What was the difference in growing and curing the last batch of Blue Dream in March, and how it was produced in April? This was not quite like the difference I experienced in strengths between this strain when I first purchased it, and subsequent earlier purchases.

Back then, you concluded my experiencing a loss of strength was due to my using only one strain for too long. And your solution was for me to switch strains. While I agree that many patients prefer a variety of strains, that does not describe my needs as a patient. I would be more than happy to stick with the Blue Dream most of the time if it retained its level of medicinal strength.

The difference between the batches was a lot starker this time. In fact, these new batches of OG Kush and Blue Dream were very similar in strength and smell — so much so, that I almost got them mixed up.

Can you tell me when Verdes started using the gel packs for curing? Specifically, which batches of Blue Dream were cured with the gel packs?

While I will no longer be an MMJ patient in New Mexico after 5/22/14, I hope to eventually move to Colorado, and will need this kind of information moving forward.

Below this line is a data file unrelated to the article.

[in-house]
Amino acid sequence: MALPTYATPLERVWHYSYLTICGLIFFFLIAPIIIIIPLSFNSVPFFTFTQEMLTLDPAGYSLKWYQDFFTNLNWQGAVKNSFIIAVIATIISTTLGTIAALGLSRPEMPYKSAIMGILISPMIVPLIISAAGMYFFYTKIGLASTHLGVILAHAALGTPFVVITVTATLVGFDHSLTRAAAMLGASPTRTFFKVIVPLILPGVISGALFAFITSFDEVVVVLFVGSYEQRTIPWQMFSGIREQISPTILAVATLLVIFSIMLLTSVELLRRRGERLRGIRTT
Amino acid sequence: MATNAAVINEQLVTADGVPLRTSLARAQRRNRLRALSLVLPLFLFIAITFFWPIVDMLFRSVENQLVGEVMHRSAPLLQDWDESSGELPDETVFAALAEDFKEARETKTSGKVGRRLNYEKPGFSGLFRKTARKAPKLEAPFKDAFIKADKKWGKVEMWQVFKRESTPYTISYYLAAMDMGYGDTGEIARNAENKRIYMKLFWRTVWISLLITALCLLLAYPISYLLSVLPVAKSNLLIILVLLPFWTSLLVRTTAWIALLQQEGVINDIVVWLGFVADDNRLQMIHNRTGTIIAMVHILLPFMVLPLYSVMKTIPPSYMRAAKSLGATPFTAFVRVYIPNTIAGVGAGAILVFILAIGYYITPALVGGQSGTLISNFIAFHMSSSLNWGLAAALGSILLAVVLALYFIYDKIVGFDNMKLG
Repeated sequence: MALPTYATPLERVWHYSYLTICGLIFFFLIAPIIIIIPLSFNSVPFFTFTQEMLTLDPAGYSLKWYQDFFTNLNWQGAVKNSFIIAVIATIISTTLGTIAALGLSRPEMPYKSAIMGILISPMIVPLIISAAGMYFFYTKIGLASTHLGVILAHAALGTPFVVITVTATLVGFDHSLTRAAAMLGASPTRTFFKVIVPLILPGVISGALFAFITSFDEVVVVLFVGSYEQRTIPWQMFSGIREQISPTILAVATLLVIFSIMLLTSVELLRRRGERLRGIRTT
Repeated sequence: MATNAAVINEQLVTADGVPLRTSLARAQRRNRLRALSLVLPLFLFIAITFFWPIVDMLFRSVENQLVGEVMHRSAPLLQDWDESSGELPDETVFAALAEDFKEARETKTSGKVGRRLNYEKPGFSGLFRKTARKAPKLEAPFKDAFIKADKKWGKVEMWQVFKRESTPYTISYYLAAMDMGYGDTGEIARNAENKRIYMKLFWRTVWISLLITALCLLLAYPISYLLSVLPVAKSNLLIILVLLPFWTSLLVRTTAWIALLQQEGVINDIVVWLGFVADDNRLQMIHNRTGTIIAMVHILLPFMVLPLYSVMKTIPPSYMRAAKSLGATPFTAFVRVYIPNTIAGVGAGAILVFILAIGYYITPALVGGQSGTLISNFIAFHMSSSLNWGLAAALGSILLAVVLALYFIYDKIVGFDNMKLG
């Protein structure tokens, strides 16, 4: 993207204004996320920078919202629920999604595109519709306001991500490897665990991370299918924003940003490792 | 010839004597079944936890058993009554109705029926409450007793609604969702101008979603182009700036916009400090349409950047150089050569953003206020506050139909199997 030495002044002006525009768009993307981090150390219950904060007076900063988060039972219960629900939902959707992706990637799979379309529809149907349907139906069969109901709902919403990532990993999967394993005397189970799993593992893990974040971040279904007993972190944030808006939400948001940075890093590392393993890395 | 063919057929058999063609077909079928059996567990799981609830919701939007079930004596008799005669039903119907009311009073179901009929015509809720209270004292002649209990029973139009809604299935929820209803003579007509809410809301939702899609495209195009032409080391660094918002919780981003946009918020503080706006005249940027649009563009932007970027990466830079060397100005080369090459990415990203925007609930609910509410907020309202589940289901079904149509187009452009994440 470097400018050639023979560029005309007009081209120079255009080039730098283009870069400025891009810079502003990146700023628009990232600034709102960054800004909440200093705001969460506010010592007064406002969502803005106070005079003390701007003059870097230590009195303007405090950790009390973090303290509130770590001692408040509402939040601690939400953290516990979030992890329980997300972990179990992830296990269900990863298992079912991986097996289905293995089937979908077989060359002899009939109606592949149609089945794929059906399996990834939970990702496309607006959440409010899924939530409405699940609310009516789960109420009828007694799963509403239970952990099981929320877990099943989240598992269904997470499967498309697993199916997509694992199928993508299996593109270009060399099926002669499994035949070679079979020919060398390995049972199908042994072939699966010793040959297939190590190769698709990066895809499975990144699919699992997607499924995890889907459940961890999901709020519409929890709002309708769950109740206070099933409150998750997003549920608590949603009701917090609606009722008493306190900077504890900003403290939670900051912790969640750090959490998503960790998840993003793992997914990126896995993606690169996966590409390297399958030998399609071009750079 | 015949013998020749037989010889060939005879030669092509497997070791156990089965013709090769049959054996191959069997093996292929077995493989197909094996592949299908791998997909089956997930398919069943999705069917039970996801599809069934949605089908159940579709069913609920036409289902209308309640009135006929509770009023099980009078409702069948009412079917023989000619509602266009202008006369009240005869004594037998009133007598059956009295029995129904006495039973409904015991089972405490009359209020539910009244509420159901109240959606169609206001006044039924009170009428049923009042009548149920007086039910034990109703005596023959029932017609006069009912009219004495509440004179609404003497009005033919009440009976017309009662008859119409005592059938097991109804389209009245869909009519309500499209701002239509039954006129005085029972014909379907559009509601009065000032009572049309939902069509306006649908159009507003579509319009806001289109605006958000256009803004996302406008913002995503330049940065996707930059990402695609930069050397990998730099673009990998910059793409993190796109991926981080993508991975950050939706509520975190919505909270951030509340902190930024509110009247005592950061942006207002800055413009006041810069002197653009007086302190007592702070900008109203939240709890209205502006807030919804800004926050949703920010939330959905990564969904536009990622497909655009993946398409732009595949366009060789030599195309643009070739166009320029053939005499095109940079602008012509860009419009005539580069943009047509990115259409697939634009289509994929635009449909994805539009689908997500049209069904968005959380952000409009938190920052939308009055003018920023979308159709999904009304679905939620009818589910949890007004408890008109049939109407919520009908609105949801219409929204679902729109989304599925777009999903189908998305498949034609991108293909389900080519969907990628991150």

Blue Dream was one of my favorite strains during the year I spent in the program, but the loss of its resin (on more than one occasion), is something I would really like to understand.

So, will you help me?

Only response from Verdes on: Wed, May 7, 2014 3:52 pm

I will look in to the questions you have asked and get back to you on this information.


As of this date, no further communications to report (and none expected).

Edible Marijuana: A New Frontier in the Culinary World


[By] Ariella Wolkowicz
Johnson & Wales University-Providence*
Dr. Scott Smith, Dr. Cheryl Almeida
Fall 2012
(pdf file)


The Verdes Foundation was established in 2011 by a group of five individuals, three of whom are “qualified medical cannabis patients.” The founder and Chairman of the business [Douglas Speegle] is also a registered medical cannabis patient producer. Each of these members offers specific skills to the business. The founder has over thirty years of financial and business experience. He served as president and a board member of the New Mexico Bankers Association. An optometrist, IT developer, computer network engineer, and a landscape designer/horticultural expert with thirtyfive years experience complete the business team. Their medical edibles market grew out of their interest in providing patients with a longer, lasting, medically effective product that did not require smoking (The Verdes Foundation).